HyperText Transfer Protocol (HTTP) is a protocol commonly used to transfer hypertext documents between a Web server and a Web browser. HTTP also provides the ability to transfer files using GET and PUT commands. By default, HTTP performs no user authentication, nor does it do any sort of data encryption. Only files classified as Public or University Internal should be transferred using HTTP. Under no circumstances should passwords or passphrases be validated through an HTTP Webpage.
Encryption-in-transit can be added to HTTP using Transport Layer Security (TLS), rendering it safe for some applications. This combination of protocols is often called HTTPS and is supported by most web servers (or using an external program such as stunnel). HTTPS typically only provides authentication of the server end, so the server must often explicitly authenticate the client or use an authentication service such as CAS.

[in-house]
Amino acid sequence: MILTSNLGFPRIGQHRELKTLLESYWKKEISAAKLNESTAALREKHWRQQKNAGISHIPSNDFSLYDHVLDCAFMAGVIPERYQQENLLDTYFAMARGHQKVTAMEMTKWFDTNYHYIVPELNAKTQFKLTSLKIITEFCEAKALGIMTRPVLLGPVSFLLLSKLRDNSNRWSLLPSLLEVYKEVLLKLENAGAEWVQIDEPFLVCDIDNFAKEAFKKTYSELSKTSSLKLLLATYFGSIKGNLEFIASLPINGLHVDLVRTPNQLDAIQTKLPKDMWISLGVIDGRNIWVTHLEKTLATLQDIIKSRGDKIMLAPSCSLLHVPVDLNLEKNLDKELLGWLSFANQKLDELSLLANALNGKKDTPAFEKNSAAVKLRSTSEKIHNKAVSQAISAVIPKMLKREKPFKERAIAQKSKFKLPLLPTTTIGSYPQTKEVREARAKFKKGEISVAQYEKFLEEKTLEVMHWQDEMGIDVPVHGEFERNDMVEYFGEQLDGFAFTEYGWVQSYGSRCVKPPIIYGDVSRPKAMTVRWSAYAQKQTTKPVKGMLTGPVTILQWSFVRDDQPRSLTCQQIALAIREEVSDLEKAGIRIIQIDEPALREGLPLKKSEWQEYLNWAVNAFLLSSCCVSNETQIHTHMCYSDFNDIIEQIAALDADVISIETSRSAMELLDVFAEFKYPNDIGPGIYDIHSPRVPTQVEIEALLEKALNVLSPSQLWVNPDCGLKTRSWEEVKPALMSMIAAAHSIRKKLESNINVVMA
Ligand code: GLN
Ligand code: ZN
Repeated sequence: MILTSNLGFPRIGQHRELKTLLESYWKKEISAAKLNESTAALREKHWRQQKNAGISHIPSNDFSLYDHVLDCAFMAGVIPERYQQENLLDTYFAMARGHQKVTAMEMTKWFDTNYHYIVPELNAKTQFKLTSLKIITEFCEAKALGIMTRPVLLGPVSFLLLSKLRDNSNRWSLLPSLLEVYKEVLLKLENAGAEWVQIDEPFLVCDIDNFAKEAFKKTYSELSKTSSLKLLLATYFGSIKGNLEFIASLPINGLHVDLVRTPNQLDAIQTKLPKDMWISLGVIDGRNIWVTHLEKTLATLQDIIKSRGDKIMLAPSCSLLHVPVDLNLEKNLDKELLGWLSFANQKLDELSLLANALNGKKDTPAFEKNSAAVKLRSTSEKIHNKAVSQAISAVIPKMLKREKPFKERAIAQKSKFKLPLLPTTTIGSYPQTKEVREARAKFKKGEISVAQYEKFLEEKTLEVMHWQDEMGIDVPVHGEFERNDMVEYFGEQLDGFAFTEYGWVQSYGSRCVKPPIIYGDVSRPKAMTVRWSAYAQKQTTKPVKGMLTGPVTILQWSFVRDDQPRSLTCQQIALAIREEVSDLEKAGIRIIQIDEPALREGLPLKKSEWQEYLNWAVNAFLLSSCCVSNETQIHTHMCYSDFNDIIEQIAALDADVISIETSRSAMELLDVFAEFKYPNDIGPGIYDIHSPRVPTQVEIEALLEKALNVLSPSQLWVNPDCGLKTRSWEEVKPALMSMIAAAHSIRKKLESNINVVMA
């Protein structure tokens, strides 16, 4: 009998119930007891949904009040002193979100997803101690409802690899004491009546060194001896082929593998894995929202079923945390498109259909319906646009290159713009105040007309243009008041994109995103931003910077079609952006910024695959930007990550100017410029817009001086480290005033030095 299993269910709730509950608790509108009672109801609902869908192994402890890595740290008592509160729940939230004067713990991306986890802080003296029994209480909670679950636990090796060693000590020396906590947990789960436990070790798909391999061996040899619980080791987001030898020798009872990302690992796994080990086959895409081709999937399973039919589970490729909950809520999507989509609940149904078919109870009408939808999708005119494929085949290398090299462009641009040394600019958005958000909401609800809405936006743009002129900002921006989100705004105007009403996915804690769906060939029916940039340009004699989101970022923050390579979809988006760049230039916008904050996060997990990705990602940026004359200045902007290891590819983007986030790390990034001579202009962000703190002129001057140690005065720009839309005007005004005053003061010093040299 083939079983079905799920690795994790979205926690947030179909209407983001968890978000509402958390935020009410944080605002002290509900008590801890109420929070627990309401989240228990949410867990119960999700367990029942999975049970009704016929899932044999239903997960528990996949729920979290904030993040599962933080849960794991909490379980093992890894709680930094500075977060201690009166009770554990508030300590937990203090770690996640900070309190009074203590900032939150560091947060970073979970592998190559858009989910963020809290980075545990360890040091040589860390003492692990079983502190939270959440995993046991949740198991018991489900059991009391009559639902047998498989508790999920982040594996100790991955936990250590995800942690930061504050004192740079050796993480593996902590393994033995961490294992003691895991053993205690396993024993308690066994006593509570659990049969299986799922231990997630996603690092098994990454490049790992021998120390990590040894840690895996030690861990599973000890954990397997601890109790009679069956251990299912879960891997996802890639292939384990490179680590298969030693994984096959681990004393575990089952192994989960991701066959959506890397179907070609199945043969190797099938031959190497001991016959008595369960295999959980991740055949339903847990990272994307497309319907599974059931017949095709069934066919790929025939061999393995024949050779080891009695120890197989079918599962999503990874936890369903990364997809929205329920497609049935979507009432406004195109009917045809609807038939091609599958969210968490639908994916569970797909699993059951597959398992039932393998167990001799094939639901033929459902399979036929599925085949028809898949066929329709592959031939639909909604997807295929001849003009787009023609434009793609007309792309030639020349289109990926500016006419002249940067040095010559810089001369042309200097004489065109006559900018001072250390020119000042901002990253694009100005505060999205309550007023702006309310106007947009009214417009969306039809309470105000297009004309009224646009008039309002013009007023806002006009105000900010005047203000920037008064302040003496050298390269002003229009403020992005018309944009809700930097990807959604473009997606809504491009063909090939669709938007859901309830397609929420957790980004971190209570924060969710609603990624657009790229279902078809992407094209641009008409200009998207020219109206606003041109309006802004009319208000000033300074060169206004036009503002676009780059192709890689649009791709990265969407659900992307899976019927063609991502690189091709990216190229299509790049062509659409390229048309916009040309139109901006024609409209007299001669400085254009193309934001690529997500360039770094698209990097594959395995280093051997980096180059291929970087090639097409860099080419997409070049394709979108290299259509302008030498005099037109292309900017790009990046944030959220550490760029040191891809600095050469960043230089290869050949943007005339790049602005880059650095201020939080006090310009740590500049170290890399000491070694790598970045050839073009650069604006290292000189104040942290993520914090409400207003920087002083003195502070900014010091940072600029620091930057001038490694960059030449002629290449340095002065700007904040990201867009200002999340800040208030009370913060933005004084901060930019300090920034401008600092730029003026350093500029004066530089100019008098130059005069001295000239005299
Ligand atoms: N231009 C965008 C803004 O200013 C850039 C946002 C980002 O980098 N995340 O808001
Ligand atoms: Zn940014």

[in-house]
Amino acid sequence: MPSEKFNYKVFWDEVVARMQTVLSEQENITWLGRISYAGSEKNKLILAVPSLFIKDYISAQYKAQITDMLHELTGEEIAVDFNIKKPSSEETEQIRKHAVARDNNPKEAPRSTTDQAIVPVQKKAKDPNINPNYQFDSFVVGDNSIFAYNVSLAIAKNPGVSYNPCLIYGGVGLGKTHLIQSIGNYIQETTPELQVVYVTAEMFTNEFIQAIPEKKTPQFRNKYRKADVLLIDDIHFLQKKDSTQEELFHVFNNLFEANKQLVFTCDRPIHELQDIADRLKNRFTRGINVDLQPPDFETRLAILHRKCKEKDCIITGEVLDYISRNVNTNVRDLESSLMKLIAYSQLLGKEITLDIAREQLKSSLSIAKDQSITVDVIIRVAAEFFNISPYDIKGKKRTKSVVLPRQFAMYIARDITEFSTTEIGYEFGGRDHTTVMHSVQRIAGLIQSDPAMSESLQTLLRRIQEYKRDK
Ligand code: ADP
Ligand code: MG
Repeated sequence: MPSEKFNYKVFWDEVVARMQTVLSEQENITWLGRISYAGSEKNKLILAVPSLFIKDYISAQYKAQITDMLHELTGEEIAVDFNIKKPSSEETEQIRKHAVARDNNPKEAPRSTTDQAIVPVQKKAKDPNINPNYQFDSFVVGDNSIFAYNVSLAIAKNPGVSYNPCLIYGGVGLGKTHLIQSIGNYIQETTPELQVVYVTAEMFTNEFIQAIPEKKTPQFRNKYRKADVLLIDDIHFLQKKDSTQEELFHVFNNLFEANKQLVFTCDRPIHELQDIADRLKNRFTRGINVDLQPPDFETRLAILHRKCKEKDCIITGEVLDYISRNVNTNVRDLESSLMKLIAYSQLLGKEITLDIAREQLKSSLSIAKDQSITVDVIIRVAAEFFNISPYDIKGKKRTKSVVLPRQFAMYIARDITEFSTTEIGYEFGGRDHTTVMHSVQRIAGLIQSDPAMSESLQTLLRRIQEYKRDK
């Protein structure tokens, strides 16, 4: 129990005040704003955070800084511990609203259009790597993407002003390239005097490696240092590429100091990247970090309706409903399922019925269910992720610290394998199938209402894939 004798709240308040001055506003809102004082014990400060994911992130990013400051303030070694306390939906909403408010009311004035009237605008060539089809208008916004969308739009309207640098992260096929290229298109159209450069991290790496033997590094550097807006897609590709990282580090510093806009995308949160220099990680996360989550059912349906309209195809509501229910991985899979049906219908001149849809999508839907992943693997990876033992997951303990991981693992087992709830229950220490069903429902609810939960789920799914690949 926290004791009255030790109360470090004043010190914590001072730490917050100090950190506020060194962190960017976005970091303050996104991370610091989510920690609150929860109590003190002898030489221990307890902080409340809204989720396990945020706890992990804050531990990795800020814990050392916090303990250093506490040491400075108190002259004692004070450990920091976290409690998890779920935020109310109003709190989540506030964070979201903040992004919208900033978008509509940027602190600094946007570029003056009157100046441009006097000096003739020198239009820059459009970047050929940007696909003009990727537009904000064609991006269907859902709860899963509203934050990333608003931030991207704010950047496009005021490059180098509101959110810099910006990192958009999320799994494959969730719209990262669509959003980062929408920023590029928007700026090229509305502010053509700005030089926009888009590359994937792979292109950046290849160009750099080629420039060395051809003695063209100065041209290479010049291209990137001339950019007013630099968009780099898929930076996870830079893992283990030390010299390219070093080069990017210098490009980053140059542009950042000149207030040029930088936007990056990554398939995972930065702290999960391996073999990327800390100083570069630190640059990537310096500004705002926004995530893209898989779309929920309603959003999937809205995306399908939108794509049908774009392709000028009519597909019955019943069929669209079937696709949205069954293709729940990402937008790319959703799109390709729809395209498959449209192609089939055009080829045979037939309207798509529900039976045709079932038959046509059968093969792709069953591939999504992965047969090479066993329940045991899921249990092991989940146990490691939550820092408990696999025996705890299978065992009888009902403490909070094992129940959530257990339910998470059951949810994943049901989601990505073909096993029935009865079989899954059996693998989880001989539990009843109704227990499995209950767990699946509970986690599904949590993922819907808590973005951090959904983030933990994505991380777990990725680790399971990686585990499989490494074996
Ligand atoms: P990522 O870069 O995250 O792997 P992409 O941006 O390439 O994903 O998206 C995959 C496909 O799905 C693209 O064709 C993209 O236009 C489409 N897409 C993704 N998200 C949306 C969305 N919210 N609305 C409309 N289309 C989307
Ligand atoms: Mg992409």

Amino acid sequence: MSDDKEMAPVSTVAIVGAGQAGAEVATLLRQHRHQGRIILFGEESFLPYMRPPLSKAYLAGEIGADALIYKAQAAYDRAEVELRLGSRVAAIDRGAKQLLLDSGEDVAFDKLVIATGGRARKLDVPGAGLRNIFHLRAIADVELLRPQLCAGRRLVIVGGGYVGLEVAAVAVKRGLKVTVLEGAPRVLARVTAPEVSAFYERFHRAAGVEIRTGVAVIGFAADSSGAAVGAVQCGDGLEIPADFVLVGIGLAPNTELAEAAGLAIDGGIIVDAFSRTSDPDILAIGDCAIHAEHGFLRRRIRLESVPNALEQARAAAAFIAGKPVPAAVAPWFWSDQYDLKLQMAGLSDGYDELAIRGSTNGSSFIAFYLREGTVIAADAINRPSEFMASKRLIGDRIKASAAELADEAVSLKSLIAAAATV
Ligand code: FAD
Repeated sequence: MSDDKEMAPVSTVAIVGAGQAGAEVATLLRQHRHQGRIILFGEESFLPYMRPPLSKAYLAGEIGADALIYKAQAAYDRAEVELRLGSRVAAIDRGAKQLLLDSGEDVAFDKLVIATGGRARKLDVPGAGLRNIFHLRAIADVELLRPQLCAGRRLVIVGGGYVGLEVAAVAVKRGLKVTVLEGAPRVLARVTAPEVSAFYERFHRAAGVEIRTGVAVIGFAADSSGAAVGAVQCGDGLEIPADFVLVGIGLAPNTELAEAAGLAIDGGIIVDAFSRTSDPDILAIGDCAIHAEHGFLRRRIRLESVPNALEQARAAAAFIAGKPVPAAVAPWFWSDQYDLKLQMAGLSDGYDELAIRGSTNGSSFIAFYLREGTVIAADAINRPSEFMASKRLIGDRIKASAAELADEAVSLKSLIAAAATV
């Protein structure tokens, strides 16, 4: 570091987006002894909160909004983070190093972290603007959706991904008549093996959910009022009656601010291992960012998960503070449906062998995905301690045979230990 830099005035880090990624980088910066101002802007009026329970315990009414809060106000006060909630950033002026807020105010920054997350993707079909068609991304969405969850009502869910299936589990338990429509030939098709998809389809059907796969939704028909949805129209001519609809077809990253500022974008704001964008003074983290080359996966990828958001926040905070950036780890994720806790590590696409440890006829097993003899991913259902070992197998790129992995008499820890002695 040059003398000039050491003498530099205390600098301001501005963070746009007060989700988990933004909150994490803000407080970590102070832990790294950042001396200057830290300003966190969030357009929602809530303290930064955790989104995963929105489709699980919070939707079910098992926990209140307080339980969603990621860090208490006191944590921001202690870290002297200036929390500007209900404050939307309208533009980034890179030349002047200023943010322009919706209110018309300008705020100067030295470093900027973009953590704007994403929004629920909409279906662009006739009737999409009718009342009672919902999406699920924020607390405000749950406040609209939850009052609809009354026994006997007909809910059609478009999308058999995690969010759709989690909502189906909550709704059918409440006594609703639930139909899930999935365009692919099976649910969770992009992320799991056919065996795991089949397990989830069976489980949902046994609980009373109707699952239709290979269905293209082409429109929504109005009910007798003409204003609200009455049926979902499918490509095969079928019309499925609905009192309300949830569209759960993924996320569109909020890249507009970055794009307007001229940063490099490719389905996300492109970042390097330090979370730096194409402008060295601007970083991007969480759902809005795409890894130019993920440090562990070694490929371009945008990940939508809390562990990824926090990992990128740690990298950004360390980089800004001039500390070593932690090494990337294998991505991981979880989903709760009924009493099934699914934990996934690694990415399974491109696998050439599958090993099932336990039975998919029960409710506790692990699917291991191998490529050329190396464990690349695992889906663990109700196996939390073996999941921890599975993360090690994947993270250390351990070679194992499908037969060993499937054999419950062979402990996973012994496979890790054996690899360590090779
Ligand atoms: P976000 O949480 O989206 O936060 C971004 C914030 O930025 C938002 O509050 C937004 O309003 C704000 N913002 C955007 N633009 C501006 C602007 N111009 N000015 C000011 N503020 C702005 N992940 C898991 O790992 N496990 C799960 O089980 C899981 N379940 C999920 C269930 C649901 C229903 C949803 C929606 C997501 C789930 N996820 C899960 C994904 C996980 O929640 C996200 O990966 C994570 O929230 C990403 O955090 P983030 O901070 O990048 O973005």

File Transfer Protocol (FTP), though efficient for transferring files, lacks any significant security features. The username, password, and data are sent across the network. In addition, there are no built-in safeguards to ensure the computer on the other end of the FTP connection (machine B in this example) is what it claims to be. These safeguards can be added with tools such as SSH or stunnel, but without them, FTP should only be used for data classified as Public or University Internal.
Email uses the Simple Mail Transfer Protocol (SMTP) for transmitting email messages and attachments across the Internet. While protocols such as FTP normally only transfer data between two computers, SMTP often sends data through several machines before it ends up in the recipient's email inbox. SMTP often performs no user authentication or data encryption. The Cisco Registered Envelope Service (CRES) provides some safeguards against the lack of safeguards typically found in SMTP. Except where CRES is used, only data classified as Public or University Internal should be transferred using SMTP.